If you’re not paying for it, you’re the product

top5influencers_bloggraphic“If you are not paying for it, you are the product.” To what extent is this true for Quora users?

It would be more accurate to say that the product is the content created by Quora writers, whilst Quora readers are the customer for the advertisers. The content attracts the readers (like bees to a honey pot, which provides the customer base for the advertisers. Quora’s value is derived from providing the means to bring readers, writers, and advertisers together.

To what extend Quora readers and writers are being used by Quora is debatable, since both content providers and readers are free to come and go as they please. One would assume that both writers and readers are also deriving something of value from using Quora, otherwise they would go elsewhere.

From a personal perspective, I find the best way to create content for my blog is to address the questions people are actually asking about my niche subjects (Steampunk and Novel Writing). If I can attract people in my niche market to my blog, they may also become interested in the products I am selling (my novels).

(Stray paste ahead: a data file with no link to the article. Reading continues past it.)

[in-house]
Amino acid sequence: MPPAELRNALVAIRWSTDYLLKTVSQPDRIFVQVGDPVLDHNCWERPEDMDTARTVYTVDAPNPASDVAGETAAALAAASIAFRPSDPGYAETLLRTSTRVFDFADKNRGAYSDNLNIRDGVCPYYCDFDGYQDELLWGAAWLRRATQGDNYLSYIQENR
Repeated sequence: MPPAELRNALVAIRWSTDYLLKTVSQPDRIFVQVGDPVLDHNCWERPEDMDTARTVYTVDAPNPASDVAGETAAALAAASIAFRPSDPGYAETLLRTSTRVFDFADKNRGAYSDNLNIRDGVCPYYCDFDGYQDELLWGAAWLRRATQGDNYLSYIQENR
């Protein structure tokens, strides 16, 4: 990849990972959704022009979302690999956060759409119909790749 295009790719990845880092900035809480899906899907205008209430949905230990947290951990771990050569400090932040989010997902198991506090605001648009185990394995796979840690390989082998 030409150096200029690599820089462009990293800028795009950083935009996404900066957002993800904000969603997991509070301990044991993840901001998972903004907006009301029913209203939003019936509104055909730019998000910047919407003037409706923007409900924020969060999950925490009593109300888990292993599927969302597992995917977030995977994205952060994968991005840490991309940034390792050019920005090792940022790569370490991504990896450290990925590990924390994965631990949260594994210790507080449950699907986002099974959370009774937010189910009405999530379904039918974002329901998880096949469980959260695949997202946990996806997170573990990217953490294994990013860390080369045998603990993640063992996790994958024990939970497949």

Quora is a platform that provides an endless supply of interesting and intriguing questions, which helps me create original, interesting, and unique content for my blog – hopefully increasing my audience and therefore sales (not quite true since all my novels are free at the moment, but you get the idea).

Also, people who read my answers on Quora are sometimes interested enough to visit my blog to see what else I have to say. They also follow me on Twitter or ‘Friend’ me on Goodreads, which increases my overall audience. In this respect, I am using Quora as much as they are using me. This seems like a win-win situation that I am happy to facilitate.

If you feel used, you should ask yourself what value you derive from using Quora: what does Quora provide that you cannot get from elsewhere.

Nick

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